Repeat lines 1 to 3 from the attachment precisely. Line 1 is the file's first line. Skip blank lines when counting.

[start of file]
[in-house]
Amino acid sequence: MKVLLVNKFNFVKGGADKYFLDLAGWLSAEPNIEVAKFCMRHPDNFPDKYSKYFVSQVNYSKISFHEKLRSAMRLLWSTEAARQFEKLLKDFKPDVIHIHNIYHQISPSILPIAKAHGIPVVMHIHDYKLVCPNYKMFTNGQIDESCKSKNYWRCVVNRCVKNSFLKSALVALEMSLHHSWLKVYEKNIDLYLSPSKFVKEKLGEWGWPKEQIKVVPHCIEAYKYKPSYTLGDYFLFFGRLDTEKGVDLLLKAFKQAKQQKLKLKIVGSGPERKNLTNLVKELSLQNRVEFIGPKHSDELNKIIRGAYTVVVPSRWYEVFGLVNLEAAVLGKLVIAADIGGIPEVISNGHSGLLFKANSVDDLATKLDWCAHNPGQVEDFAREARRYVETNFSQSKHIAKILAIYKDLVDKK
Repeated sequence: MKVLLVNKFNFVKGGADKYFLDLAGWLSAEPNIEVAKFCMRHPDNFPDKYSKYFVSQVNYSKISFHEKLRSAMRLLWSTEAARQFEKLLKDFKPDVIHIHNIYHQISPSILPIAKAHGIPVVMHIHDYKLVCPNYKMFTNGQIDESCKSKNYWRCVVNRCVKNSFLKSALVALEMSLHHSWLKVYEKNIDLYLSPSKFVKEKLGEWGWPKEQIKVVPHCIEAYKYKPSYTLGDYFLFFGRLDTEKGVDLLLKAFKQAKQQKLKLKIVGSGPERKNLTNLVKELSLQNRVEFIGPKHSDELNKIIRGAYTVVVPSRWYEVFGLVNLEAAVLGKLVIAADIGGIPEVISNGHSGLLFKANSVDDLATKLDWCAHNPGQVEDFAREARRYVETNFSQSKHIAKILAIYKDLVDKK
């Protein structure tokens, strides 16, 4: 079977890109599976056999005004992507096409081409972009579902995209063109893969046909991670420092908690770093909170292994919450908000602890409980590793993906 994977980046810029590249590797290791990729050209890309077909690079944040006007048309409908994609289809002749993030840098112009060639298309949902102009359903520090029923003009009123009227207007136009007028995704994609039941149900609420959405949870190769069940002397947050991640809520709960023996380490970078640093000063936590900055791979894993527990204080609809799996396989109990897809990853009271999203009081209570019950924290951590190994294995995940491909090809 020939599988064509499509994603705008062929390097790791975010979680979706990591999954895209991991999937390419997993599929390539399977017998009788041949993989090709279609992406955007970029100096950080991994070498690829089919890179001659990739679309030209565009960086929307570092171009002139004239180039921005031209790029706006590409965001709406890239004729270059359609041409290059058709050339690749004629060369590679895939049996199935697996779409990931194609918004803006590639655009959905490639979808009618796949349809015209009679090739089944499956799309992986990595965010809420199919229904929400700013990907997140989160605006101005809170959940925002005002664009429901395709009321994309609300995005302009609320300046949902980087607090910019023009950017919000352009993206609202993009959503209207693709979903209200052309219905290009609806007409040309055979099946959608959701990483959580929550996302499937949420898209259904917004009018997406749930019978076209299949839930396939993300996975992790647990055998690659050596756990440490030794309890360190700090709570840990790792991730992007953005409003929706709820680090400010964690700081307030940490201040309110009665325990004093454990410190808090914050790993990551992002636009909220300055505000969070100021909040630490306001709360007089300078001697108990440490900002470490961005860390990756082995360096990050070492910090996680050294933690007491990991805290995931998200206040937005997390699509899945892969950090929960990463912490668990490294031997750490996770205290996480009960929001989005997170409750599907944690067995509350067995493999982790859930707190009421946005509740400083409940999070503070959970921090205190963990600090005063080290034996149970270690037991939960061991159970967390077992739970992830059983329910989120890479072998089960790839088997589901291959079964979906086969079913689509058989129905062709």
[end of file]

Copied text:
[in-house]
Amino acid sequence: MKVLLVNKFNFVKGGADKYFLDLAGWLSAEPNIEVAKFCMRHPDNFPDKYSKYFVSQVNYSKISFHEKLRSAMRLLWSTEAARQFEKLLKDFKPDVIHIHNIYHQISPSILPIAKAHGIPVVMHIHDYKLVCPNYKMFTNGQIDESCKSKNYWRCVVNRCVKNSFLKSALVALEMSLHHSWLKVYEKNIDLYLSPSKFVKEKLGEWGWPKEQIKVVPHCIEAYKYKPSYTLGDYFLFFGRLDTEKGVDLLLKAFKQAKQQKLKLKIVGSGPERKNLTNLVKELSLQNRVEFIGPKHSDELNKIIRGAYTVVVPSRWYEVFGLVNLEAAVLGKLVIAADIGGIPEVISNGHSGLLFKANSVDDLATKLDWCAHNPGQVEDFAREARRYVETNFSQSKHIAKILAIYKDLVDKK
Repeated sequence: MKVLLVNKFNFVKGGADKYFLDLAGWLSAEPNIEVAKFCMRHPDNFPDKYSKYFVSQVNYSKISFHEKLRSAMRLLWSTEAARQFEKLLKDFKPDVIHIHNIYHQISPSILPIAKAHGIPVVMHIHDYKLVCPNYKMFTNGQIDESCKSKNYWRCVVNRCVKNSFLKSALVALEMSLHHSWLKVYEKNIDLYLSPSKFVKEKLGEWGWPKEQIKVVPHCIEAYKYKPSYTLGDYFLFFGRLDTEKGVDLLLKAFKQAKQQKLKLKIVGSGPERKNLTNLVKELSLQNRVEFIGPKHSDELNKIIRGAYTVVVPSRWYEVFGLVNLEAAVLGKLVIAADIGGIPEVISNGHSGLLFKANSVDDLATKLDWCAHNPGQVEDFAREARRYVETNFSQSKHIAKILAIYKDLVDKK